Lumpy skin disease: Containing it in Asia, preventing entry into Australia

15-04 | |
Multiple lineages of Lumpy skin disease (LSD) virus is present across various regions in Asia. Photo: Canva
Multiple lineages of Lumpy skin disease (LSD) virus is present across various regions in Asia. Photo: Canva

Lumpy skin disease (LSD) is a serious viral infection that has caused the death of hundreds of thousands of dairy and beef cattle in India, Nepal, Indonesia and many other Asian countries.

LSD was discovered in Zambia in 1929 and has since spread to other countries in Africa, the Middle East, Eastern Europe and beyond. Only a small percentage of infected bovines die from the disease. However, in a March 2024 paper on the genetics of the LSD virus, scientists from China note that LSD can “lead to symptoms such as severe reduction in milk production as well as infertility…which has resulted in dramatic economic loss in affected countries.” This team has found multiple lineages of LSD virus present across various regions in Asia.

Preventing entry

Australia is taking strong proactive measures against LSD entering the country, “from stringent port biosecurity to industry-wide preparedness initiatives,” as reported local media last week. LSD arrival “could decimate cattle populations, disrupt the economy and impose stringent international trade restrictions.”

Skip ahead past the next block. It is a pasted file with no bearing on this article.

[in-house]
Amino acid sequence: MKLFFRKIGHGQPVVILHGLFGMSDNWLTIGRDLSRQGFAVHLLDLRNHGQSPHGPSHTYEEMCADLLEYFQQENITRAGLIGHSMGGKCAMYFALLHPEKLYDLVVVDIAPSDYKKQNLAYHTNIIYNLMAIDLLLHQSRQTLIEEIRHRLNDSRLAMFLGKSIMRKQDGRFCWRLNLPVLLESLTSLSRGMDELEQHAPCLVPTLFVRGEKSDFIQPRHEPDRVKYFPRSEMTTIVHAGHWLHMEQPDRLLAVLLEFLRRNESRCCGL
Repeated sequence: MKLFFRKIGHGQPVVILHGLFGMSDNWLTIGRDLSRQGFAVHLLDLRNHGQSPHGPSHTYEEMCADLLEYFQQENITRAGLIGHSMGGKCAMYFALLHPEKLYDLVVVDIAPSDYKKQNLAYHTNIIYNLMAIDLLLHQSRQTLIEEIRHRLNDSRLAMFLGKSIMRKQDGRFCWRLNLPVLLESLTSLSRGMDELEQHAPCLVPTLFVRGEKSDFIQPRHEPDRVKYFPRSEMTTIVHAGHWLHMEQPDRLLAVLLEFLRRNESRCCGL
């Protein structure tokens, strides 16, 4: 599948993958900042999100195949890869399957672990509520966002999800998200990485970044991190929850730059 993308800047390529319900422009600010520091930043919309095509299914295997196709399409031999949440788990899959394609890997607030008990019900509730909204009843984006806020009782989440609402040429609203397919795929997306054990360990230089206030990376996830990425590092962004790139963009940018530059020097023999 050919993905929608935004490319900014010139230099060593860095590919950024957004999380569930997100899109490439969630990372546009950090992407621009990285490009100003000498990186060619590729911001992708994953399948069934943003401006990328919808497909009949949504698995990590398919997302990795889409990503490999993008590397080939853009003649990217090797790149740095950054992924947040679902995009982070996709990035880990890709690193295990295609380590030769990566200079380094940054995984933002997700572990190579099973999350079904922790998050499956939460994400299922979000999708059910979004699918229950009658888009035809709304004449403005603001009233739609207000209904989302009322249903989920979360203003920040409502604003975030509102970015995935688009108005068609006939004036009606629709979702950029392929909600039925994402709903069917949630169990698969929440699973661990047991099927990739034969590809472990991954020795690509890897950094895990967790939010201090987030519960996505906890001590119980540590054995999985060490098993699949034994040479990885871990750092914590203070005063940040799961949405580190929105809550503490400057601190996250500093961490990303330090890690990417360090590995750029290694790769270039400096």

Indeed, Indonesia suspended trade from four Australian facilities in August last year after it detected a small number of imported cattle positive for LSD, but it’s generally now accepted that these cows contracted LSD upon arrival and the ban was lifted in September.

However, since then the Indonesian government has rejected some Australian cattle with skin blemishes, which could be 30% of cattle in a shipment. (Note also that in March 2024, Indonesia again suspended live cattle imports from one Australian export yard while authorities investigate the recent deaths of over 150 animals on a transport ship, but botulism is suspected.)

Impending arrival

Despite preventative measures, it is expected that LSD will arrive in Australia at some point. The virus is mainly spread by biting insects, with higher temperature and increased rainfall being factors that increase insect activity.

“There’s a high risk of infected insects entering Australia through international ports or by traveling across the sea to northern Australia,” a team of researchers from the University of Queensland stated recently. “Another possible mode of entry for infected insects is through illegal fishers landing on the Australian coast.”

These scientists note that whilst the Australian government has a plan to detect and respond to an outbreak (including securing a supply of vaccine in October 2023), a model is critical to anticipate spread and they are developing such a model.

Beyond cattle

LSD affects cattle and buffalo species, but up to this point, there have been no reports of LSD in mithun (Bos frontalis), a species of oxen also called gayal found in Northeast India, Bangladesh, Myanmar and parts of China.

However, in March 2024, it was confirmed in this species in India.

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Treena Hein Correspondent